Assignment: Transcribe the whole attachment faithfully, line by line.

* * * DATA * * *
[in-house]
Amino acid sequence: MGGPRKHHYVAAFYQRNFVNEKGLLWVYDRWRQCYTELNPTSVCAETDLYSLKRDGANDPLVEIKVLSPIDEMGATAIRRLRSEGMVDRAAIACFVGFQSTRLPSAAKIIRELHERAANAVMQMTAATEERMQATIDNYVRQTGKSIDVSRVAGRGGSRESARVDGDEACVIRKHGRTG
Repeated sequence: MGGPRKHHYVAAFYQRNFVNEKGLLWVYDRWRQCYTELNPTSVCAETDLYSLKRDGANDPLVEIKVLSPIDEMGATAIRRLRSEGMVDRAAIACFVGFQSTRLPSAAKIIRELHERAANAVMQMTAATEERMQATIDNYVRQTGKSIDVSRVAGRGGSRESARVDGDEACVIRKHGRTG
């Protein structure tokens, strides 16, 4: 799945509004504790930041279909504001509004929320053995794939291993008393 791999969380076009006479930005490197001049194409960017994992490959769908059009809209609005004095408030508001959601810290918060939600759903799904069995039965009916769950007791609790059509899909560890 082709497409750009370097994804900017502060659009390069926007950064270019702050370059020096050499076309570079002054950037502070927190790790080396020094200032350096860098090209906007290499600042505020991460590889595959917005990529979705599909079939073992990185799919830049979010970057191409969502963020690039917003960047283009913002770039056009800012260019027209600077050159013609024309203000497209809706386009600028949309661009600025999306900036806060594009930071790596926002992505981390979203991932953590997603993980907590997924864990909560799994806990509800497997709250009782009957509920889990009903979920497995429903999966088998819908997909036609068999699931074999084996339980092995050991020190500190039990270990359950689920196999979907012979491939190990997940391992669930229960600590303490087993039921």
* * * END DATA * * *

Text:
[in-house]
Amino acid sequence: MGGPRKHHYVAAFYQRNFVNEKGLLWVYDRWRQCYTELNPTSVCAETDLYSLKRDGANDPLVEIKVLSPIDEMGATAIRRLRSEGMVDRAAIACFVGFQSTRLPSAAKIIRELHERAANAVMQMTAATEERMQATIDNYVRQTGKSIDVSRVAGRGGSRESARVDGDEACVIRKHGRTG
Repeated sequence: MGGPRKHHYVAAFYQRNFVNEKGLLWVYDRWRQCYTELNPTSVCAETDLYSLKRDGANDPLVEIKVLSPIDEMGATAIRRLRSEGMVDRAAIACFVGFQSTRLPSAAKIIRELHERAANAVMQMTAATEERMQATIDNYVRQTGKSIDVSRVAGRGGSRESARVDGDEACVIRKHGRTG
């Protein structure tokens, strides 16, 4: 799945509004504790930041279909504001509004929320053995794939291993008393 791999969380076009006479930005490197001049194409960017994992490959769908059009809209609005004095408030508001959601810290918060939600759903799904069995039965009916769950007791609790059509899909560890 082709497409750009370097994804900017502060659009390069926007950064270019702050370059020096050499076309570079002054950037502070927190790790080396020094200032350096860098090209906007290499600042505020991460590889595959917005990529979705599909079939073992990185799919830049979010970057191409969502963020690039917003960047283009913002770039056009800012260019027209600077050159013609024309203000497209809706386009600028949309661009600025999306900036806060594009930071790596926002992505981390979203991932953590997603993980907590997924864990909560799994806990509800497997709250009782009957509920889990009903979920497995429903999966088998819908997909036609068999699931074999084996339980092995050991020190500190039990270990359950689920196999979907012979491939190990997940391992669930229960600590303490087993039921």